The passivhaus movement started in Germany in the late 1980s with the goal of building hyper energy-efficient buildings. The thermal image above (from Wikicommons) shows the results. The house on the left, leaking heat like a sinking Titanic heat island, is a standard built structure while the house on the right follows the tenants of passivhaus. A passivhaus tends to have (1) good insulation (U-value lower than 0.15 watts per square meter per Kelvin degree [R-value higher than 44.5 feet squared degree Fahrenheit per btu]; see note at end of post on conversions and use), (2) southern orientation and shade considerations, (3) energy efficient windows (U-factor lower than 0.80 [R-value higher than 7]), (4) tight building envelope (air changes per hour at 50 pascals less than 0.6) but forced ventilation (of at least 40 percent of the haus volume per hour) for air quality, (5) passive pre-heating of fresh air, (6) a heat recovery ventilation system, (7) hot water from solar or heat pumps, and (8) energy efficient appliances. Overall, the haus must not use more than 15 kilowatt hours per square meter per year (1.4 kilowatt hours per square foot per year) for heating and have total energy consumption less than 120 kilowatt hours per square meter per year (11.1 kilowatt hours per square foot per year).
Probably the most atypical aspect of a passivhaus is its aggressive insulation. The walls and roofs are thick with insulation and even the slab or basement is heavily insulated. Consideration of passive solar is taken seriously. The windows are highly energy efficient and often triple paned (although double-paned will work). And the haus is nearly airtight.
A home typically has 10 air changes per hour with a 50 pascals pressure difference between the indoors and outdoors. Under normal pressure differences, this amount to half the air being changed every hour. A passivhaus has an air change per hour with a 50 pascal pressure difference of 0.6, 94 percent less than a typical home. Under ambient pressure conditions, a passivhaus, without mechanical ventilation, will only change out 3 percent of its internal air per hour. If the air change per hour falls below 0.4, air quality in the home suffers (the air becomes stale). Therefore, a passivhaus will vent out internal air and bring in external air to achieve an air change per hour of 0.4. You may be thinking to yourself: Say what?!?!!? I just made my house super airtight and now I’m going to leak it!!! However, unlike a normal home where that fresh air is coming from wherever the home’s perimeter has been compromised, a passivhaus knows where the air is coming from and can filter and pre-condition it.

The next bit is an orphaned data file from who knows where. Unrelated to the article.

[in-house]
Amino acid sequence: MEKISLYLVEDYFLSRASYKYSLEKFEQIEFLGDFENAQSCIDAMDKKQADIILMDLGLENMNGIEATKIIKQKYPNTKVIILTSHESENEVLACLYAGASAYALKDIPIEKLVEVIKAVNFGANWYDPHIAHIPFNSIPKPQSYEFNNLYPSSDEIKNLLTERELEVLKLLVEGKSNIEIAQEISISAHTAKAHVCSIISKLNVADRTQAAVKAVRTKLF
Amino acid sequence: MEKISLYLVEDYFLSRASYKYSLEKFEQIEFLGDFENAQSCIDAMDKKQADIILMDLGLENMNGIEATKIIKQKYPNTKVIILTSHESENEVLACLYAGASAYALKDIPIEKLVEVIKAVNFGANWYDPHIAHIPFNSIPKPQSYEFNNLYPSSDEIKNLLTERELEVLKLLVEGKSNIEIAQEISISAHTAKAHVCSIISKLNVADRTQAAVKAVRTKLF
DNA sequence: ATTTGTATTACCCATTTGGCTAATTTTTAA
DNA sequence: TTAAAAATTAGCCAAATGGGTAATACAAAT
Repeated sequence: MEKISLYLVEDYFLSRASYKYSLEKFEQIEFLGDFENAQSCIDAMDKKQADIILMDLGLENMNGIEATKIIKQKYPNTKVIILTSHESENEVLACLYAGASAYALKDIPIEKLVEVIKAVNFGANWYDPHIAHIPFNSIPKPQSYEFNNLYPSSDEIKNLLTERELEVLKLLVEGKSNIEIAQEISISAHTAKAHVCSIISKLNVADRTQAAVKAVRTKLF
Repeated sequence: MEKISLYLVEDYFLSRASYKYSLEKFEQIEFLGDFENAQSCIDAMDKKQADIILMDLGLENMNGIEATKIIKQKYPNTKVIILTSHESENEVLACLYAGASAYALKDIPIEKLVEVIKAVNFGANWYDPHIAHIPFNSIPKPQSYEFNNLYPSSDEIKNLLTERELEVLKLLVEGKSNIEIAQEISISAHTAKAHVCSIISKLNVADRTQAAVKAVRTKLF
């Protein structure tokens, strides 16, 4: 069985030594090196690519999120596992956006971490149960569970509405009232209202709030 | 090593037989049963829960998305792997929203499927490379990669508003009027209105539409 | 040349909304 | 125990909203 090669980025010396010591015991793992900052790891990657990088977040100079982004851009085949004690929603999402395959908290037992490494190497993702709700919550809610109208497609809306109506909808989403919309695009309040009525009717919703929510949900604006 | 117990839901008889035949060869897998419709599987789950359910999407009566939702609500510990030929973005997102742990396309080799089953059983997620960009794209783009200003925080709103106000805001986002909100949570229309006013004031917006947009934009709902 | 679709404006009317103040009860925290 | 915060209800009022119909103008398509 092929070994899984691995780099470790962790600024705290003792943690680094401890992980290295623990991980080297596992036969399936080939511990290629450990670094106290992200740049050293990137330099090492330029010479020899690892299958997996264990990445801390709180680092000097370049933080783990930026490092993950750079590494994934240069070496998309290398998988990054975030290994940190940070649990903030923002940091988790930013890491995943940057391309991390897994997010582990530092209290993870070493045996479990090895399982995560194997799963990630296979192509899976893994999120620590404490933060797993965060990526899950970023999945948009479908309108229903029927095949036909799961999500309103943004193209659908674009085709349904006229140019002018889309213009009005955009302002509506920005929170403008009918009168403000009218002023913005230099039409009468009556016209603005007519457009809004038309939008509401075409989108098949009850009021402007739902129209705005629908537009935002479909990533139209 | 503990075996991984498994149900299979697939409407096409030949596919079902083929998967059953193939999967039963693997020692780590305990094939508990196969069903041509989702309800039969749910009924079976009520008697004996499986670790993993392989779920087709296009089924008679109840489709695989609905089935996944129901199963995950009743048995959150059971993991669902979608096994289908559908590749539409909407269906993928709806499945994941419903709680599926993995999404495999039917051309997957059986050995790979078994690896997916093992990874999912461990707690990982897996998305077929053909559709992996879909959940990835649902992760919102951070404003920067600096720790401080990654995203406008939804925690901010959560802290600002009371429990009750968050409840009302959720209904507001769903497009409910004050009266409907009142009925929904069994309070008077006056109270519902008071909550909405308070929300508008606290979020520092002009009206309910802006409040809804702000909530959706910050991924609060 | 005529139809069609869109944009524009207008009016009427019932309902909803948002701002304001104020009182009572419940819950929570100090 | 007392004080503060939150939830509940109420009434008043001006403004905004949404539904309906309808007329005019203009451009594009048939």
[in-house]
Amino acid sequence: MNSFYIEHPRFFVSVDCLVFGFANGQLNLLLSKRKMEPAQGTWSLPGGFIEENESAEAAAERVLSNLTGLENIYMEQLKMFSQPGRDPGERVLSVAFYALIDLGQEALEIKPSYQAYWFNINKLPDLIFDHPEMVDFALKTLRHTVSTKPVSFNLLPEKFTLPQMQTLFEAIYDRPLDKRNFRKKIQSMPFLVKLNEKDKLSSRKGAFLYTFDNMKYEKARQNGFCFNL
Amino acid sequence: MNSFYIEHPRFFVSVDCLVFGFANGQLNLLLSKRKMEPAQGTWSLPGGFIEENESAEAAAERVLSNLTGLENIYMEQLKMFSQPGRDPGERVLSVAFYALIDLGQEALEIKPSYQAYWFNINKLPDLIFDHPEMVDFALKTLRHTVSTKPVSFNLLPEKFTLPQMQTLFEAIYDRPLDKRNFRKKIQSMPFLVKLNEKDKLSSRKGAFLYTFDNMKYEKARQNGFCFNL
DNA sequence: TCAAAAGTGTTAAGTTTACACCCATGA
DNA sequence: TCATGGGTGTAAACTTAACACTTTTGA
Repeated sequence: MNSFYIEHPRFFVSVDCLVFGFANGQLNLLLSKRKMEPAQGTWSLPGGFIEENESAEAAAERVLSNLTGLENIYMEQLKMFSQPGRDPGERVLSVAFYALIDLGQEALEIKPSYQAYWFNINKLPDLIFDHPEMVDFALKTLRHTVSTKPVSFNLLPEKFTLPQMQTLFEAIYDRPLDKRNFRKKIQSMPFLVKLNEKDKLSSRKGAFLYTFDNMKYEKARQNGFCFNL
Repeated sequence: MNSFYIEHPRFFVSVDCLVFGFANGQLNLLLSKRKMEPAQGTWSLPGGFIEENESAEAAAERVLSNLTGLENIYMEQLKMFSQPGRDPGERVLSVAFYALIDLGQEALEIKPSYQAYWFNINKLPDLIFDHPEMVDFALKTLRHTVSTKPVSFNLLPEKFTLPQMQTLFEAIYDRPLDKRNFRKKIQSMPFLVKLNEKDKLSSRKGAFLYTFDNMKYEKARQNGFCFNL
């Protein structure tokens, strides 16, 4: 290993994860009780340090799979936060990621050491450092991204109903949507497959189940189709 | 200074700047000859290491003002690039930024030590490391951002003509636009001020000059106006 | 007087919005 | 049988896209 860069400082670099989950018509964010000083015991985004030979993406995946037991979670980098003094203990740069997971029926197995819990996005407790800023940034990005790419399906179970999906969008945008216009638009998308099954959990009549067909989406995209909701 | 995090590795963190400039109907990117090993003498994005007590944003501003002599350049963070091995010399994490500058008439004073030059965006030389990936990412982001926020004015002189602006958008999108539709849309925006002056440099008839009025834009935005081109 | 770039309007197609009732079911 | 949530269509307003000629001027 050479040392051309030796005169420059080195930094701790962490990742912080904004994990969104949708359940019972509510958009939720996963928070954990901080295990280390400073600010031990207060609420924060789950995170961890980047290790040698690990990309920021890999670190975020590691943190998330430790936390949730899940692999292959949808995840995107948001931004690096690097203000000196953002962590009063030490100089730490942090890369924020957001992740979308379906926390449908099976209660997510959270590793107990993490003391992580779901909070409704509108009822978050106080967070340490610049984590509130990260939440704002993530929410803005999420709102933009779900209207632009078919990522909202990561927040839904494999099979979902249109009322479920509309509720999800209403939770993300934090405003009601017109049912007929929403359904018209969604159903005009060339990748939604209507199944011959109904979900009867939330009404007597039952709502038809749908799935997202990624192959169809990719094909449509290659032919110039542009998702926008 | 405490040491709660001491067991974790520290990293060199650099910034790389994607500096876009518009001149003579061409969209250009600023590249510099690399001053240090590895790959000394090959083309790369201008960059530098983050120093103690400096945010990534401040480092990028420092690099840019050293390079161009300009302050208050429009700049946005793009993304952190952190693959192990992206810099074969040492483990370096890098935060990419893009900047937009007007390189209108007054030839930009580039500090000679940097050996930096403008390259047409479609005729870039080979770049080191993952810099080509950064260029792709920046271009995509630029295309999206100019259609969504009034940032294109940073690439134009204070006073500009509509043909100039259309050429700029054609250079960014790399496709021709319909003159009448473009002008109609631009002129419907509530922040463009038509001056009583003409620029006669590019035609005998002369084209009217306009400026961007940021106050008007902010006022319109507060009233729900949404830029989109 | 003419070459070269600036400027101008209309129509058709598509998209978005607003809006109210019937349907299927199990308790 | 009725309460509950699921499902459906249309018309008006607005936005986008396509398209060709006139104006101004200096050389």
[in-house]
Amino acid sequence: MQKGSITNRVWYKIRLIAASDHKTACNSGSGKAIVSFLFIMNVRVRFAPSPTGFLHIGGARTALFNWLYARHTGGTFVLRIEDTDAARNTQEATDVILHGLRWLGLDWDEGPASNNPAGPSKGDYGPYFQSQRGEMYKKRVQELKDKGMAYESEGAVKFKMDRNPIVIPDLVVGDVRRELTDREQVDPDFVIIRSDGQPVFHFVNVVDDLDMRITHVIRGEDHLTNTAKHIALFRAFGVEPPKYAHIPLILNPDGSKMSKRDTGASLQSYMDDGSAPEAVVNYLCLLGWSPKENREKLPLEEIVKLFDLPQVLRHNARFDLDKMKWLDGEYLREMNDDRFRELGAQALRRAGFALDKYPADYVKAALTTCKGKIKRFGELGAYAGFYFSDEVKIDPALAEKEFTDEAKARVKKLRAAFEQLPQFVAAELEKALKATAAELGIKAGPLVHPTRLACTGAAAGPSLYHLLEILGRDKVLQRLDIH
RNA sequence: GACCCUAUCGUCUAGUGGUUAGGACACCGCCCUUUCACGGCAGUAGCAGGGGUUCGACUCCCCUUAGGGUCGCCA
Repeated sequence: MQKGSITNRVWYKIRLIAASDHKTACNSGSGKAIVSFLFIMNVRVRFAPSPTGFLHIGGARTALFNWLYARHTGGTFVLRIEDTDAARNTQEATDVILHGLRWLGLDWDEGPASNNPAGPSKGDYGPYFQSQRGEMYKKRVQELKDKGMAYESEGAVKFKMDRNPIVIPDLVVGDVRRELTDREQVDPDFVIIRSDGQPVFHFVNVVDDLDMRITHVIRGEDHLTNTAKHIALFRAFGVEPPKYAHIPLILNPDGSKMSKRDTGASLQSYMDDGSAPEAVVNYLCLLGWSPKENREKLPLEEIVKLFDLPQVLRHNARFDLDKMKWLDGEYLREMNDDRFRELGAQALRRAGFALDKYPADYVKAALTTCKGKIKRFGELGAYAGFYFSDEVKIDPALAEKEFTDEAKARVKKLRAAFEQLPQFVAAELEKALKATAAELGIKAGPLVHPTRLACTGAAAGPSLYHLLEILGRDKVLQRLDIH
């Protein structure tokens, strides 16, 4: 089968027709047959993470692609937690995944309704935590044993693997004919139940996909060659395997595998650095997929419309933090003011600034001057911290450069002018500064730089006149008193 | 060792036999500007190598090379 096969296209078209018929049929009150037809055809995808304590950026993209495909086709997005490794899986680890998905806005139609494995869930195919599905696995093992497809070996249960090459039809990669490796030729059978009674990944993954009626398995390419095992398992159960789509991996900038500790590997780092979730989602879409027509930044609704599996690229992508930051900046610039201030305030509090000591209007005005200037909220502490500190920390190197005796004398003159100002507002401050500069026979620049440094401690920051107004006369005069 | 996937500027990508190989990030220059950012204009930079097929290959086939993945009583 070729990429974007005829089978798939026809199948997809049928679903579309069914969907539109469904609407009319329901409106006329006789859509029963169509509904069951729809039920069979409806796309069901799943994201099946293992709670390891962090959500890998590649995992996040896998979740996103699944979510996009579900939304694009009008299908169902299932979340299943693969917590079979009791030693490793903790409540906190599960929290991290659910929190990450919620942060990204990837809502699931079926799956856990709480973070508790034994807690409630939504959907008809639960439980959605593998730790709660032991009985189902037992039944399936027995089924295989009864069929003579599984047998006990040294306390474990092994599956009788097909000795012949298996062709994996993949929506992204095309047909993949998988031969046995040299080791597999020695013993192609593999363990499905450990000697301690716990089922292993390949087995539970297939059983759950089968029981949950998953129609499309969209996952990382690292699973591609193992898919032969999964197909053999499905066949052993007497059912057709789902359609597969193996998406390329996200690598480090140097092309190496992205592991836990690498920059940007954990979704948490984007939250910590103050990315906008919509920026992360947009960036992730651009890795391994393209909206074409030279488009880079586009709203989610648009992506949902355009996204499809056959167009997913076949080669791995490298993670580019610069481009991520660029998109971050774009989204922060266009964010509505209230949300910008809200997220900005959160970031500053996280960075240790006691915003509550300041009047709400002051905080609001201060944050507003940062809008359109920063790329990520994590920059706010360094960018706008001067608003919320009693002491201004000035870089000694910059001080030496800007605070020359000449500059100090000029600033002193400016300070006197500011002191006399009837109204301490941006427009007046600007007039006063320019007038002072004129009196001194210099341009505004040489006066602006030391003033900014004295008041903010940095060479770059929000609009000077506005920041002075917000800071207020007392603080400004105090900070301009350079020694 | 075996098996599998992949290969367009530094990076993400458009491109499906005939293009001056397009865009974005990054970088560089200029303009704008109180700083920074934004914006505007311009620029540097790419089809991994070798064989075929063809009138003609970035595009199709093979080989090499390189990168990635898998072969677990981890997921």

When a passivhaus exhales, it can harvest the heat from that air and feed it back into the home. A passivhaus in Germany is typically just heated by body heat and heat from lights and appliances. That’s crazy cool (or hot [or something]).
Most of the 25,000 houses that meet passivhaus standards are built in Germany and Scandinavia with only a couple dozen in the United States. Note the northern climatic bias. So how do you build a passivhaus in a hot and humid climate like Austin where cooling is more of an issue? Instead of a heat recovery ventilation system, warmer climates can use an energy recovery ventilation system. This system removes heat and humidity from the incoming air in the warm season and then acts as a heat recovery ventilation system during the cool season. The energy recovery ventilation system doesn’t cool the incoming air—it preconditions it so the house can get by with a smaller air conditioning system. A passivhaus has been built in Louisiana, and a passivhaus remodel/rebuild is being finished in Austin (see links below). The Passivhaus Institute US has a spreadsheet (for a less than nominal fee) that a designer can use to calculate the overall efficiency of a potential hans.
Proponents suggest that building to passivhaus standards only adds 10 to 15 percent to standard building costs but with a 90 percent reduction in energy use. Hmmm. That doesn’t sound too bad. Interestingly, many examples of passivhau have lots of windows, so such a house doesn’t have to be a cave. And the results are quite impressive:
(chart from the Passivhaus Institute)
Some building suppliers:
Note: R-value is the inverse of U-value; however, both values, although generally reported without their units, are unit dependent with U-values in metric units (watts per square meter per Kelvin degree) and R-values in English units (feet squared degree Fahrenheit per btu). To convert U-values to R-values, take the inverse of the U-value and multiply by 5.68. Your metric U has now been English R’ed!